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Bribery and Corruption Risk Assessment?

Legal Compliance

Many countries have strict anti-bribery and anti-corruption laws. Assessments ensure that your organisation remains compliant with these laws, avoiding legal penalties and reputational damage.

Reputation and Trust

Instances of bribery and corruption can severely damage your organisation's reputation, leading to loss of trust from stakeholders, customers, and partners. An assessment helps you identify and address potential risks before they escalate.

Financial Impact

Bribery and corruption can lead to financial losses due to fines, legal fees, and operational disruptions. Assessments allow you to allocate resources effectively to prevent these losses.

Competitive Advantage

Demonstrating a commitment to ethical practices through a risk assessment can enhance your organisation's competitive advantage. It can attract ethical customers, investors, and partners who value integrity.

Stakeholder Confidence

Effective risk assessments enhance stakeholder confidence by showing that your organisation takes ethical concerns seriously and has measures in place to address them.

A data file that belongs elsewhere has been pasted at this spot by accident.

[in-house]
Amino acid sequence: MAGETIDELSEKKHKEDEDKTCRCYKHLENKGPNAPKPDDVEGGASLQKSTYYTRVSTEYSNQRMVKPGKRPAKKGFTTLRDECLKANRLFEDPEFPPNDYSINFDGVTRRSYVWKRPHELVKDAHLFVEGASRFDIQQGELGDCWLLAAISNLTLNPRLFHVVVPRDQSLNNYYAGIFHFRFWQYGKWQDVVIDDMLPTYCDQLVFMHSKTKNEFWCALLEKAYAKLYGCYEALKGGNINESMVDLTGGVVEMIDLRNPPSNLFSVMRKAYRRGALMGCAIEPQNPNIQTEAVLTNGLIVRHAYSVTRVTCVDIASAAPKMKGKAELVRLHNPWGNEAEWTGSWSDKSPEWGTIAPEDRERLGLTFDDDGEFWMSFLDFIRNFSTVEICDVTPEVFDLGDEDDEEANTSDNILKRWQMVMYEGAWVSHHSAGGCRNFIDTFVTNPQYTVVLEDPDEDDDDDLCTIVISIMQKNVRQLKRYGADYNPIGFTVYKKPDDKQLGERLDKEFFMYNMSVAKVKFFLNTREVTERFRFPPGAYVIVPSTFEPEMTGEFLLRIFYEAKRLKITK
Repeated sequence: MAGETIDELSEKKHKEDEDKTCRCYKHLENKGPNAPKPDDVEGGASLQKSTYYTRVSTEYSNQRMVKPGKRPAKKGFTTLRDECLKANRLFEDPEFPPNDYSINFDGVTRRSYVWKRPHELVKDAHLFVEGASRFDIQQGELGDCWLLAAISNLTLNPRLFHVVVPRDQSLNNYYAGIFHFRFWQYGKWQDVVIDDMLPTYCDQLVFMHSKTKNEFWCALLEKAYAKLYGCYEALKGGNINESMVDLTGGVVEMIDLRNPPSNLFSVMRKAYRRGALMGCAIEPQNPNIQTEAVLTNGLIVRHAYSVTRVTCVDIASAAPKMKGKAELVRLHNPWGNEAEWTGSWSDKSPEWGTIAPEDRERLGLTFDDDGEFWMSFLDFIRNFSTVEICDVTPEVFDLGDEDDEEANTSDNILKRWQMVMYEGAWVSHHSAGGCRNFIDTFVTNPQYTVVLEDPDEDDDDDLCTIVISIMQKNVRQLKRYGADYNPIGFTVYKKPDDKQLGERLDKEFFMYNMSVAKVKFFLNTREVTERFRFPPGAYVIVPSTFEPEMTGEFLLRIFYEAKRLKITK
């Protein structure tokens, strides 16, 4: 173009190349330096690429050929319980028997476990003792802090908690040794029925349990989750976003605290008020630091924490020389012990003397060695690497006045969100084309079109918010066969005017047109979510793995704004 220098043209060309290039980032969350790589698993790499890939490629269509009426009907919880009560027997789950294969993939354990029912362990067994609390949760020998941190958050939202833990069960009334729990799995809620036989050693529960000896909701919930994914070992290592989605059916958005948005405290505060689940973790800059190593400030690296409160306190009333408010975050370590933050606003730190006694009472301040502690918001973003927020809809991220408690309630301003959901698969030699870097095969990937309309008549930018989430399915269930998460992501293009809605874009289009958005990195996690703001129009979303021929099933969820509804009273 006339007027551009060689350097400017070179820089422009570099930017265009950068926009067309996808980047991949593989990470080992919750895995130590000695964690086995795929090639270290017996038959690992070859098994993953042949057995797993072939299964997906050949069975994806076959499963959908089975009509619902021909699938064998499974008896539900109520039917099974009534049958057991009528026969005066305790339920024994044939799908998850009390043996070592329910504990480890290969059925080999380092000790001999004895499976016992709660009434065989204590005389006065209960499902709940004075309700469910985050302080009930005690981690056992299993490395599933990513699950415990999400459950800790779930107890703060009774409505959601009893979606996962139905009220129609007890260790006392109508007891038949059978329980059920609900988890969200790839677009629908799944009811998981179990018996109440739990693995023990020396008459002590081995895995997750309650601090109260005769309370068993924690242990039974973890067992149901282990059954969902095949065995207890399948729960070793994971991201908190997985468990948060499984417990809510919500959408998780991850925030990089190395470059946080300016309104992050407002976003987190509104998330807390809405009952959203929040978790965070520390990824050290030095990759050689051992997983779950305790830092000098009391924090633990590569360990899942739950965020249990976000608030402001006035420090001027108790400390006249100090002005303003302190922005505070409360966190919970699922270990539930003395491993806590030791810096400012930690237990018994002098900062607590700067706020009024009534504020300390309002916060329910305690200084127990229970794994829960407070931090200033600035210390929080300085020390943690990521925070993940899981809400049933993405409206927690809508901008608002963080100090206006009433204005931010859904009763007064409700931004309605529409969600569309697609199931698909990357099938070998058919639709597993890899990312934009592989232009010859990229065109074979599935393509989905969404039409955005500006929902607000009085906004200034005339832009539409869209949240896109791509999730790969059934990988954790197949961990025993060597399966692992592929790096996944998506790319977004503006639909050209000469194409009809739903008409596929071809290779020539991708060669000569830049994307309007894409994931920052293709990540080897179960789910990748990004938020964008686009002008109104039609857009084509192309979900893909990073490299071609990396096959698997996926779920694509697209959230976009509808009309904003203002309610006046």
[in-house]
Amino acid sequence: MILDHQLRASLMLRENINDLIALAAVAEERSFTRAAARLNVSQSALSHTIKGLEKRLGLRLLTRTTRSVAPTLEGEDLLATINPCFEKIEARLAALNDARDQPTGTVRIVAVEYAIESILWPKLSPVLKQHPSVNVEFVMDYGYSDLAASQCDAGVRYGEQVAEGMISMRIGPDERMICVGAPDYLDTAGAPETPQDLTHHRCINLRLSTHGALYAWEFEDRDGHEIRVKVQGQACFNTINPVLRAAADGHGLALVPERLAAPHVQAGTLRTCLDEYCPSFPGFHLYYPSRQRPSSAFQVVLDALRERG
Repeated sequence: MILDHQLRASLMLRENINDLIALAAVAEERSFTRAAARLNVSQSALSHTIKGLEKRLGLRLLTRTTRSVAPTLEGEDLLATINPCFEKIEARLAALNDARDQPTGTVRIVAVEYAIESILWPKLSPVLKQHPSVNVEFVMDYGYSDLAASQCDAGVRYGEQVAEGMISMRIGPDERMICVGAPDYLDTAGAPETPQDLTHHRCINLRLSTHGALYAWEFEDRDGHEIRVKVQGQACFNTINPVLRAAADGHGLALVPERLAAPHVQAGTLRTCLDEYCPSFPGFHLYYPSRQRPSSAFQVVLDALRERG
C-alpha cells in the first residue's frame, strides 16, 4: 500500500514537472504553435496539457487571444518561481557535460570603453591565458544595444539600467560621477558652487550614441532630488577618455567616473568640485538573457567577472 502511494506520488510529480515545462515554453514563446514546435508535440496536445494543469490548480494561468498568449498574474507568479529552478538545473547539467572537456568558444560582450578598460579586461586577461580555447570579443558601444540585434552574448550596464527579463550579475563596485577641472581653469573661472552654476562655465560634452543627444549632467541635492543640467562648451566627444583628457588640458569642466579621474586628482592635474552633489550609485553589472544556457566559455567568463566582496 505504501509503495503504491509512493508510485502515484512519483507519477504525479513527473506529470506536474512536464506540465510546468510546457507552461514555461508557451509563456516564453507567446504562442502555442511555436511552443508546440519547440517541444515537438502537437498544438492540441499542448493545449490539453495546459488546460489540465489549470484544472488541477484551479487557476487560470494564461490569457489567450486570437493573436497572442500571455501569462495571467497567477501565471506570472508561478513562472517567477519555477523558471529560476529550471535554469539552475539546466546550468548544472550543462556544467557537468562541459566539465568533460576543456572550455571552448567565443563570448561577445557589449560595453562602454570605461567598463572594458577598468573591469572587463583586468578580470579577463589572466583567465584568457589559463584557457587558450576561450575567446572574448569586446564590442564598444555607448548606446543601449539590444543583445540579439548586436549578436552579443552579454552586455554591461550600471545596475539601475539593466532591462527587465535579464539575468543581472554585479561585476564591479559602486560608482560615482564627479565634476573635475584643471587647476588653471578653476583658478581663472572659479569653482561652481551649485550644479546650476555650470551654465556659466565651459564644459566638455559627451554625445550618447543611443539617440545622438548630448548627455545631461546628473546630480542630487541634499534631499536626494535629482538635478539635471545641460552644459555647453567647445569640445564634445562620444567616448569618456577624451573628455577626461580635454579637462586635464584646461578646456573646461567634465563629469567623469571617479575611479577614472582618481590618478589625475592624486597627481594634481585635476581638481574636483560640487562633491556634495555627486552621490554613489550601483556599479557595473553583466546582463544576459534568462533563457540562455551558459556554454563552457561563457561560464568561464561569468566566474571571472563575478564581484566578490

Internal Culture

Assessments encourage a culture of transparency, integrity, and compliance within your organisation. This can positively impact employee morale and behaviour.

Long-Term Sustainability

Mitigating bribery and corruption risks ensures the long-term sustainability of your organisation by minimising potential disruptions and legal challenges.

Global Operations

If your organisation operates internationally, you'll encounter varying legal and cultural landscapes. Assessments help you navigate these complexities and adapt your practices accordingly.


Many business partners and clients require evidence of anti-bribery and anti-corruption efforts. A risk assessment can provide assurance to these stakeholders.

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Bribery and Corruption Risk Assessment?

Conducting a Bribery and Corruption Risk Assessment involves several steps including:


  • Scope Definition: Clearly define the scope of your assessment, including the business units, functions, and geographic regions to be covered. Identify the objectives and expected outcomes of the assessment.
  • Risk Identification: Identify potential bribery and corruption risks within your organisation. Consider factors such as business operations, relationships with third parties, industry practices, and regulatory environments.
  • Data Collection: Gather relevant data, including financial records, transaction histories, policies and procedures, contracts, and communication records. Engage with employees, stakeholders, and experts to gain insights.